All stories have two sides, and not everyone loved Napster back then. The big record labels definitely didn't love it. Sony, Warner, Universal, and others were contemplating how the music from their records was flowing freely on the Internet.
They didn't care about understanding the new technology or the social phenomenon behind it. The only thing they cared about was their sales, and they were declining significantly thanks to Napster. And lower CD sales also affected artists, big names like Metallica, Britney Spears, Dr. Dre, and many more. So, they all went to war with Napster.
Only a few months after being released, and turning into a cultural revolution, Napster was going through deadly legal battles against enormous industry forces. Metallica was among the firsts to sue them when they found out that some of their unreleased music had leaked on Napster and was already on the radio.
Many followed suit, and soon an army of artists, and recording companies, filed lawsuits against Napster through the Recording Industry Association of America (RIAA) on the grounds of copyright infringement.
But the public felt like they were just greedy and didn't understand the new era of music distribution. And, in a way, it was true. Record labels and artists were fighting a losing battle against the new ways.
Still, they won that first legal fight, and by mid-2001, Napster was forced to shut down its entire network. The company agreed to pay music creators and copyright owners a $26 million settlement for unauthorized music uses. The end was near.
By 2002, Napster filed for Chapter 11 bankruptcy and was liquidated. But the revolution was already underway, and music fans were not going back to the old ways. Many Napster clones started popping up. Morpheus, Kazaa, BearShare, Limewire, as well as torrent sites. Torrents are another form of P2P networking.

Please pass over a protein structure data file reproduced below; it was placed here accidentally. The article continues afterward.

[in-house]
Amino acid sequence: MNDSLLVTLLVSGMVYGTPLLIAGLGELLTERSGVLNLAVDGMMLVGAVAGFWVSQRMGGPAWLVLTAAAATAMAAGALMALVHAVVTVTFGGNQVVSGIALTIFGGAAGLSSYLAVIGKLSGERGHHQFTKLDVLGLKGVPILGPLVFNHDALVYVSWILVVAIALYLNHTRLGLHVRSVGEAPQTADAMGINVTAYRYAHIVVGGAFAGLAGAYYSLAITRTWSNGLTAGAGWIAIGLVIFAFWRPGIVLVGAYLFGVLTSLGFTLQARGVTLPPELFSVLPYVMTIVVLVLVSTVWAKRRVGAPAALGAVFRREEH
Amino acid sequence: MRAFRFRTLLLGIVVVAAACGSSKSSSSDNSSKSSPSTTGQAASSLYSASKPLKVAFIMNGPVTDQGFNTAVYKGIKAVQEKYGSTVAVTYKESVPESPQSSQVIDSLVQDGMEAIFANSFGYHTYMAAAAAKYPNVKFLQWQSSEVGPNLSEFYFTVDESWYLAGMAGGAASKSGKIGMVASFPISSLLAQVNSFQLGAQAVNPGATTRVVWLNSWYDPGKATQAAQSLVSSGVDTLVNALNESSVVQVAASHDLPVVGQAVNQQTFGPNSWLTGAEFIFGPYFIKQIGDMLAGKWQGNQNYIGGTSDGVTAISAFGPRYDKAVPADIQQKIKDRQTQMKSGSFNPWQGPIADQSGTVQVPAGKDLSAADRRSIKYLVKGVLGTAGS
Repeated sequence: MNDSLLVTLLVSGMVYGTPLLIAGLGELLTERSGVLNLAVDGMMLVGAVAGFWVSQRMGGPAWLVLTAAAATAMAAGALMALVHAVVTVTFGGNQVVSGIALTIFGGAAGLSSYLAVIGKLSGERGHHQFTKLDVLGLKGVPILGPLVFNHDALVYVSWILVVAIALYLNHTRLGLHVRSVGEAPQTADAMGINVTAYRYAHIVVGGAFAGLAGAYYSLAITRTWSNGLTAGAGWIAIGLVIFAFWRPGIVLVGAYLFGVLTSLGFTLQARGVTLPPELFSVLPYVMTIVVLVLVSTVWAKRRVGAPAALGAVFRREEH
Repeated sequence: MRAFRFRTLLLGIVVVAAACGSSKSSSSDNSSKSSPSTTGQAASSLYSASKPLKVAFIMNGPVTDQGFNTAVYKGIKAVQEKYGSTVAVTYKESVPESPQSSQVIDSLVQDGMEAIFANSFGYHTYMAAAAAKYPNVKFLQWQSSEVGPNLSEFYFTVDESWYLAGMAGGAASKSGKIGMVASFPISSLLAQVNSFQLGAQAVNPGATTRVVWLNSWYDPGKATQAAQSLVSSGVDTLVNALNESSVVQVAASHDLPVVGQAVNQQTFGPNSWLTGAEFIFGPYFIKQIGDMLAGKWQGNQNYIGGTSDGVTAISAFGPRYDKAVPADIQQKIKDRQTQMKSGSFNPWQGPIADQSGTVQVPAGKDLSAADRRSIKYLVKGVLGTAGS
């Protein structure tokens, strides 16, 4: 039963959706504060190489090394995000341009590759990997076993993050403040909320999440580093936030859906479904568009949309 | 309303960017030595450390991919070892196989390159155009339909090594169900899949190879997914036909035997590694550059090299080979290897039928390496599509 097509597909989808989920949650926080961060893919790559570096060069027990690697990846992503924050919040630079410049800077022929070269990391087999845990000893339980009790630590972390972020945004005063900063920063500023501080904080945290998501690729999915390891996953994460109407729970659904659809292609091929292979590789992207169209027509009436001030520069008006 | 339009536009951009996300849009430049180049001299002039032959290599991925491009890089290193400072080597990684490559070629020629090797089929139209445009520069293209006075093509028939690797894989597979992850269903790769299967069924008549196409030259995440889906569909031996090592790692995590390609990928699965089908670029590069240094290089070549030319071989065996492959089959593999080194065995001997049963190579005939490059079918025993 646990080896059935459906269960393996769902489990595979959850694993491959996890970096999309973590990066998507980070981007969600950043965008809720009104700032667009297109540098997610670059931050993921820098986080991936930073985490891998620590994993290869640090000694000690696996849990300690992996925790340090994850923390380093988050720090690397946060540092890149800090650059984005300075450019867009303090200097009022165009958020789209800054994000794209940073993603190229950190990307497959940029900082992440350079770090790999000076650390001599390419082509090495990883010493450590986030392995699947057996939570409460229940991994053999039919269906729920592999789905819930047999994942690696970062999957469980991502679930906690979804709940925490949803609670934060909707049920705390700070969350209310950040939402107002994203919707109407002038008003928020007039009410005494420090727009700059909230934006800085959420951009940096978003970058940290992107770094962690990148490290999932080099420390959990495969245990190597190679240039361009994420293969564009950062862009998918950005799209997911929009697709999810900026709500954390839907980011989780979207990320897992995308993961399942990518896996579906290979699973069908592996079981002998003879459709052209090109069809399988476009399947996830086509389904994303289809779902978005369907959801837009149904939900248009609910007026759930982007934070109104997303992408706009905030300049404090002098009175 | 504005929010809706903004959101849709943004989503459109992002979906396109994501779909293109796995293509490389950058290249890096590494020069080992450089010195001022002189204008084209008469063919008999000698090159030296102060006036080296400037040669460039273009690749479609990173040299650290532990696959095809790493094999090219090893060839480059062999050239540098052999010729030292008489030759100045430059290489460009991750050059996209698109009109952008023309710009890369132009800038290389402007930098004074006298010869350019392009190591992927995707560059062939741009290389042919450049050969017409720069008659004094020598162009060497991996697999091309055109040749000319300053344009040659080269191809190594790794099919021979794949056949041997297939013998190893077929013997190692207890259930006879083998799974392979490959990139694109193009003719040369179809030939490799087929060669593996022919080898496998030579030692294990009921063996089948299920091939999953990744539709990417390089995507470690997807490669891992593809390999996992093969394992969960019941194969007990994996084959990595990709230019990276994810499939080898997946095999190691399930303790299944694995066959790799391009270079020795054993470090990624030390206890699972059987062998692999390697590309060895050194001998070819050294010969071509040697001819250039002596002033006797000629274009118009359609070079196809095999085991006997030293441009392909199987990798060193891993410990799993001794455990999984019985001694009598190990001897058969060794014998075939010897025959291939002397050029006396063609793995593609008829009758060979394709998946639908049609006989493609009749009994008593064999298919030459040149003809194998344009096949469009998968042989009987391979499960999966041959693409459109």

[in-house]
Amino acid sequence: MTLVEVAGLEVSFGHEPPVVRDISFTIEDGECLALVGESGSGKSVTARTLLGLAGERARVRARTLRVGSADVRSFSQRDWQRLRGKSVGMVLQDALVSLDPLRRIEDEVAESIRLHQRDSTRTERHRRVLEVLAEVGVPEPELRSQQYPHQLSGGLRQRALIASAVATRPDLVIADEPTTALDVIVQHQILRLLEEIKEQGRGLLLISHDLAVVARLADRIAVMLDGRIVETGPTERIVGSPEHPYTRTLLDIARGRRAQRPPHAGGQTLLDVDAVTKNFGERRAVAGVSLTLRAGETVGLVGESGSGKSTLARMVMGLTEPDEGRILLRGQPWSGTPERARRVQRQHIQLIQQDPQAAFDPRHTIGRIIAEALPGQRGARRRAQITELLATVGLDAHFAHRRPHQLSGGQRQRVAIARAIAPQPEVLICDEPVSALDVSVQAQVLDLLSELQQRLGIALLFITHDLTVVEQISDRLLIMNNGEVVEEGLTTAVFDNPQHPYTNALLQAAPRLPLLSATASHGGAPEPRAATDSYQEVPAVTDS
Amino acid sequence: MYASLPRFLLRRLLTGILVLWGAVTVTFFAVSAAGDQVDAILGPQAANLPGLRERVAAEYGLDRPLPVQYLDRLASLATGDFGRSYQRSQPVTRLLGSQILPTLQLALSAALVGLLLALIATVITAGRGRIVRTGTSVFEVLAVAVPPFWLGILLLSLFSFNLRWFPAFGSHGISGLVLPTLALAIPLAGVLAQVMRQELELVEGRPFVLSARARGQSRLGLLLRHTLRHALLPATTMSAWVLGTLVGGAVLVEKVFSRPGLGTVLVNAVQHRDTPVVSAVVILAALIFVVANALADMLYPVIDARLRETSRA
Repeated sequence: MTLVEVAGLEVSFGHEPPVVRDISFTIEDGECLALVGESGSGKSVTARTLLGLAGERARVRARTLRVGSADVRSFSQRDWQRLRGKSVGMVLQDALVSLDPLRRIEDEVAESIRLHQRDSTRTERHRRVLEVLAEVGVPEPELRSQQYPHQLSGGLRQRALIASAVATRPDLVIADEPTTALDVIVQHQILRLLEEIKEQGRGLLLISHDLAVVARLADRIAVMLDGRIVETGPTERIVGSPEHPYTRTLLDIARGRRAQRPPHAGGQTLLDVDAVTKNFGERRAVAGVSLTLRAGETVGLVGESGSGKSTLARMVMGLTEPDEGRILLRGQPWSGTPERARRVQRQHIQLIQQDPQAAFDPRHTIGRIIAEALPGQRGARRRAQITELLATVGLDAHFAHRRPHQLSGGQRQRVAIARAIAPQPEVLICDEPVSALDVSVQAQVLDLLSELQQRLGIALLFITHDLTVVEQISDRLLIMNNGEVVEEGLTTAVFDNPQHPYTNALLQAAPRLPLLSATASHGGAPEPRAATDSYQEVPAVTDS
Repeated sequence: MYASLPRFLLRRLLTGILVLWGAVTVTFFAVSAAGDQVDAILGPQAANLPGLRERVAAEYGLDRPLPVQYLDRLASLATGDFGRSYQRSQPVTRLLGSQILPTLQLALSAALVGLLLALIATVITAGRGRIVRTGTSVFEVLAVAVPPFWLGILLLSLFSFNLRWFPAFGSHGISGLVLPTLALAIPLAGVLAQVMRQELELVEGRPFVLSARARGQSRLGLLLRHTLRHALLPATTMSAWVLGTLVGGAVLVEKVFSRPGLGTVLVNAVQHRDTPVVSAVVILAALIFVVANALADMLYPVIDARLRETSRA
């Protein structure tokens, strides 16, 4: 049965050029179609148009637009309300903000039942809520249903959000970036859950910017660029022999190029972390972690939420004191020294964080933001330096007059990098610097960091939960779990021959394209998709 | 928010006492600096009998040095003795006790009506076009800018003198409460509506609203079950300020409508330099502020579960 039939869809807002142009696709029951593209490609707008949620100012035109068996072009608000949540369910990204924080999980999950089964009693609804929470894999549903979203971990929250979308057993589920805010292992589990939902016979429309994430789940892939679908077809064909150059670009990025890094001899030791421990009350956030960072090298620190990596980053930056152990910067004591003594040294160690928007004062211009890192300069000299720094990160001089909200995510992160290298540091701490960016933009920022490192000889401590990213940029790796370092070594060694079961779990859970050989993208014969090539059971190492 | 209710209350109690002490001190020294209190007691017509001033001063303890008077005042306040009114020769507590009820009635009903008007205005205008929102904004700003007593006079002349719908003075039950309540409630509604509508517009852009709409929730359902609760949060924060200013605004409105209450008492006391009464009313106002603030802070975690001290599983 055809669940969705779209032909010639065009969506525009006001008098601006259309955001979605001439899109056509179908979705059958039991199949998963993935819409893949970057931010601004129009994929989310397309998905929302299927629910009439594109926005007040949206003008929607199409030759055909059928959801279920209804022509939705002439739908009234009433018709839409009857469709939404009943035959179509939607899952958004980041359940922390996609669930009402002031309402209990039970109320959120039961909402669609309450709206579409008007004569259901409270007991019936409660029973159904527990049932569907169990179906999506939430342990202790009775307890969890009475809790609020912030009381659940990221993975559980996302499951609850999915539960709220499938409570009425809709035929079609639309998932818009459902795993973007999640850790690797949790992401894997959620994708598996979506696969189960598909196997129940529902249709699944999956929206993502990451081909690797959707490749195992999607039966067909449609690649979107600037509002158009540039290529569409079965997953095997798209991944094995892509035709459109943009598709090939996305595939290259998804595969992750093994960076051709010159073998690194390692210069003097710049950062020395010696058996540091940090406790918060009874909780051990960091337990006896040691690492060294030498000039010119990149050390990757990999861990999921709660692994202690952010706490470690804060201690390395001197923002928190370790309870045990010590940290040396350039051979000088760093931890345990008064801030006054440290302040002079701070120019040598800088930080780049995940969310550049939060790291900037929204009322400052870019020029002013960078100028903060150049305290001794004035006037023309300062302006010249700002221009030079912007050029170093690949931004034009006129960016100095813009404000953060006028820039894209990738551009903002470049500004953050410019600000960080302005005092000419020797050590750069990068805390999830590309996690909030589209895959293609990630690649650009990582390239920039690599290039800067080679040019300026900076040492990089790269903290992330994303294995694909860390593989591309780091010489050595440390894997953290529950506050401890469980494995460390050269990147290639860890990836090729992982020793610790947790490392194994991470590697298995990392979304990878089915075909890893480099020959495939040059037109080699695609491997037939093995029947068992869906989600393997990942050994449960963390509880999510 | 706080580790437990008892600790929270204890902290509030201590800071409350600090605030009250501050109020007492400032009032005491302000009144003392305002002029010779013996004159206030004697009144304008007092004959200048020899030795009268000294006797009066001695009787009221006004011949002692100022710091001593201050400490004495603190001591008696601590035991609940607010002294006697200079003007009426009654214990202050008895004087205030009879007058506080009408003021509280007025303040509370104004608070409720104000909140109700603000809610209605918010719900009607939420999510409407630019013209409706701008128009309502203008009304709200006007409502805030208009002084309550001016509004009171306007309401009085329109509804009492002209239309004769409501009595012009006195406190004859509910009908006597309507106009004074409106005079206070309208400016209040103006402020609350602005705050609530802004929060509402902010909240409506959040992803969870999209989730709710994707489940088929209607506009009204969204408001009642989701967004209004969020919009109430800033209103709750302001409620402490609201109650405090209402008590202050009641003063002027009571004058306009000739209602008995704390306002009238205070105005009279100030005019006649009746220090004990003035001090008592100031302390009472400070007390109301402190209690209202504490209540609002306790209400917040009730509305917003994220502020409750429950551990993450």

So, the witch hunt was far from over. Record labels campaigned against piracy on all fronts possible. They went as far as chasing individuals who had downloaded music illegally. Yeah, they filed thousands of lawsuits against teenagers, grandmas, and just regular people, suing them for thousands of dollars.
All this just made people hate them even more, and it was evident that the music records industry was going downhill. They eventually realized they were going against the current and started getting into the digital world, coming up with their digital music stores. But people didn't want anything from them.
And there was also friction between the tech world and the music industry. Ones blamed for facilitating piracy, and the others accused of denying new business models.
One person came up with the solution, a household name that everyone knows - Steve Jobs. And he did it the right way. In late 2002, he went to the RIAA and pitched them the iTunes store, a digital music store like never seen before.
Of course, the iTunes store was a success. For the first time, people could pay $0.99 for a song instead of buying an entire album or downloading it illegally. For the record labels, it was better than piracy but still meant significant losses. But they had no choice at that point.
Online music stores were some in-between stage before streaming services came up and proved to be the best solution for everyone. The first music streaming service that broke through was Spotify, released in 2008. It started a new era of media distribution.
Soon, companies like Netflix, in another industry that was being hit hard by piracy - the movie industry, replicated the streaming model.
Record companies and music stars had to come to terms with earning much less money from music sales. Royalties in the streaming business are counted by pennies and divided into many parts.
Unlike in the nineties, artists today don't make most of their money with music sales. They have to create a whole business ecosystem around their work. That means tours, merchandise, advertising, sponsorships, and anything else they can come up with to monetize their work.
And what about Napster? After it was liquidated, its logo and brand were sold and went from one company to another, going through some transformations but keeping its iconic name.
Back in 2008, Best Buy had purchased Napster. After that, it was merged with Rhapsody, an online music store and subscription service. Finally, it was sold to a virtual reality concerts company called MelodyVR not long ago in 2020.
But it was never the same. The real Napster had a rather short life, but it was enough to light a revolution in the music industry. It empowered music fans and made music available in ways that was never imagined before 1999. Somehow, Napster sacrificed itself for a new era of consuming music.
Did you ever use Napster? What were you listening to back in the 2000s?